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County sending more bite-mark records to court

DA supplementing record as Superior Court evaluates evidence in Ross murder retrial

HOLLIDAYSBURG — Blair County is forwarding two more court documents to the state Superior Court for use in evaluating the validity of bite-mark evidence in the pending murder retrial of Paul Aaron Ross, charged with killing a Hollidaysburg woman in 2004.

Retired Senior Judge Jolene G. Kopriva signed an order Tuesday allowing Blair County District Attorney Richard Consiglio to supplement the record with two legal documents he previously rendered to Kopriva for consideration.

Because Consiglio’s documents weren’t docketed in the county prothonotary’s office, they weren’t among the records the prothonotary’s office forwarded in February to the state Superior Court.

Once the records are forwarded and Consiglio meets a pending Sept. 3 deadline for submission of a legal brief to the Superior Court, the case could be in a position to move a step closer to being retried in county court.

Ross was convicted in 2005 of first-degree murder in the death of Tina S. Miller, 26, Hollidaysburg, whose body was found at Canoe Creek State Park on the morning of June 26, 2004. During the 2005 trial, an Allentown ordontologist testified that a bite mark on Miller’s body was “very highly consistent” with Ross’ bite, but he also said he couldn’t say that Ross made it.

In response to a post-trial appeals, the state Superior Court ruled in 2011 that Ross deserved a new trial because defense attorney Thomas M. Dickey lacked sufficient time to prepare a defense and because “prior bad acts” testimony from Ross’ former girlfriends was improperly admitted as trial evidence.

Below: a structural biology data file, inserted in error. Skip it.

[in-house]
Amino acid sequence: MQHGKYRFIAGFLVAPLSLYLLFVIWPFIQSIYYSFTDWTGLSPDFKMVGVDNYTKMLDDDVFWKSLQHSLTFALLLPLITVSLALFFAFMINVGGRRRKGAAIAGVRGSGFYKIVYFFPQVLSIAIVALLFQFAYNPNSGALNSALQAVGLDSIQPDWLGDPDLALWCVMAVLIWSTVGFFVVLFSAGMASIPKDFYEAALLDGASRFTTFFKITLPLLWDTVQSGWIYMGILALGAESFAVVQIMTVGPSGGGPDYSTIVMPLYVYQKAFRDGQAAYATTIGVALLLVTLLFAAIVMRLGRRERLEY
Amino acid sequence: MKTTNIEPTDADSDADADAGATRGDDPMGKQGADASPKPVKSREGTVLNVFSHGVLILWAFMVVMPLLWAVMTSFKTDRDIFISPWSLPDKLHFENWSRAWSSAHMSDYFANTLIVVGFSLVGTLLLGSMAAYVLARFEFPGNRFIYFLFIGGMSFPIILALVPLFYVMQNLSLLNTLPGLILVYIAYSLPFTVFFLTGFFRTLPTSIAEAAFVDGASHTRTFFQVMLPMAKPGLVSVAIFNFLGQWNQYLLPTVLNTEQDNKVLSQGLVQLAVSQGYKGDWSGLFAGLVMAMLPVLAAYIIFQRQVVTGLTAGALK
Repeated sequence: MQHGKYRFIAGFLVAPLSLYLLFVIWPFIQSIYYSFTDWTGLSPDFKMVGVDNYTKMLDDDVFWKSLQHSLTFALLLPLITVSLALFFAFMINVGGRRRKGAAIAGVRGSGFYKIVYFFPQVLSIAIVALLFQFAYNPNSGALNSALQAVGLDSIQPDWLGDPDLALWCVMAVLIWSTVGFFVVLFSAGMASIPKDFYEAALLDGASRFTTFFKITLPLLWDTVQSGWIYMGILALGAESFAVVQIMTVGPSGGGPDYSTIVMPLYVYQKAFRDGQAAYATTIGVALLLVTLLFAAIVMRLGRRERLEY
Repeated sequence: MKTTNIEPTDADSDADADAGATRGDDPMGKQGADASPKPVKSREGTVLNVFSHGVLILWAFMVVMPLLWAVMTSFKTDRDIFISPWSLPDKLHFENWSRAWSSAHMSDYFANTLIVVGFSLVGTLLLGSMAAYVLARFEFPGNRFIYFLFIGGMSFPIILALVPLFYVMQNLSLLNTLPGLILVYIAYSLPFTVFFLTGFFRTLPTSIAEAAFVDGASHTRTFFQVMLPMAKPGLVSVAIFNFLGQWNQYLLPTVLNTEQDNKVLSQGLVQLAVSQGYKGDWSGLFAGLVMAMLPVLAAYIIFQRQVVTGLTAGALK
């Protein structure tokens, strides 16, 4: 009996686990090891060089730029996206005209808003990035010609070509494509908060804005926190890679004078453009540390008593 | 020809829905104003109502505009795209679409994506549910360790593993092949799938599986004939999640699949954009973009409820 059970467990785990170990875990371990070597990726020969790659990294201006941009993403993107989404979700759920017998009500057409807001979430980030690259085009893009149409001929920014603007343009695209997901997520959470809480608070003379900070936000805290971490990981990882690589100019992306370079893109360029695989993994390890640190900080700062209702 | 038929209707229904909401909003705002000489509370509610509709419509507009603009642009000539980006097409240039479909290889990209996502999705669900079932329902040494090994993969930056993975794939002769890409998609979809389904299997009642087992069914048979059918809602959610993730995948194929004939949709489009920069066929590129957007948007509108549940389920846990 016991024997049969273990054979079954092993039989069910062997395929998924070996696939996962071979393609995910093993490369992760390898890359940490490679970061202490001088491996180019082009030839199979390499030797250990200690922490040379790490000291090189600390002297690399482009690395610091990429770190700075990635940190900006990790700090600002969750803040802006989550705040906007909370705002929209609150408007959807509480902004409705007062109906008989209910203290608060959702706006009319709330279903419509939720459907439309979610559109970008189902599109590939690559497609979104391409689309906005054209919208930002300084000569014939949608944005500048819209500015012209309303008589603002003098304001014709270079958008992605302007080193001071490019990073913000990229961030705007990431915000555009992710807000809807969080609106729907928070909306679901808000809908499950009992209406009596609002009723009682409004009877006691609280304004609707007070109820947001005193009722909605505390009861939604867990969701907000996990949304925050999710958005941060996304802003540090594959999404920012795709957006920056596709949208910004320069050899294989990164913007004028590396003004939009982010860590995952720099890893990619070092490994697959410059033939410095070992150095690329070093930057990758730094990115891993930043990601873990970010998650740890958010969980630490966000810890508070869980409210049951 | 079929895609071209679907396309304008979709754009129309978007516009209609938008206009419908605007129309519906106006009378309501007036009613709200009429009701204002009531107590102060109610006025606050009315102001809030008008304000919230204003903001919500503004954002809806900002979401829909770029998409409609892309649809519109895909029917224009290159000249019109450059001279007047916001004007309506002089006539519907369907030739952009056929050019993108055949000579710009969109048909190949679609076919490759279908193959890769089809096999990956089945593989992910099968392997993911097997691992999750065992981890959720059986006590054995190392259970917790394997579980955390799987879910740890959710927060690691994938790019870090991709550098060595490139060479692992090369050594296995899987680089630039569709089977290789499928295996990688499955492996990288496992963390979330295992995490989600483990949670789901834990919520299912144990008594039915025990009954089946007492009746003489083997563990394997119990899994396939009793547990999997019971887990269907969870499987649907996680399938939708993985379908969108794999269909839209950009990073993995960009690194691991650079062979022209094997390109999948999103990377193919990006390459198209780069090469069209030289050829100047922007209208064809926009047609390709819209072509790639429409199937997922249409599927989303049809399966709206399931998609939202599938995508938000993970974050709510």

Neither Dickey, who remains Ross’ defense attorney, or defense attorney Thomas Hooper objected Tuesday to Consiglio’s request for supplementing the record.

The documents submitted to Kopriva, which remained in her court files, were removed for duplication, with the judge’s direction that copies be made available to Dickey and Hooper.

Kopriva, who had Consiglio’s documents available for her use, declined in late 2017 to convene a Frye hearing to examine the science behind bite mark evidence, a challenge Dickey and Hooper launched with support from attorneys representing the Innocence Project, an organization seeking to clear wrongly-convicted defendants.

But at the same time as when she declined a Frye hearing, Kopriva certified the matter for interlocutory or pretrial appeal. In May 2018, the state Superior Court rejected Kopriva’s request, prompting an appeal to the state Supreme Court. In November 2018, the state Supreme Court remanded the matter to the Superior Court for review.

Mirror Staff Writer Kay Stephens is at 946-7456.

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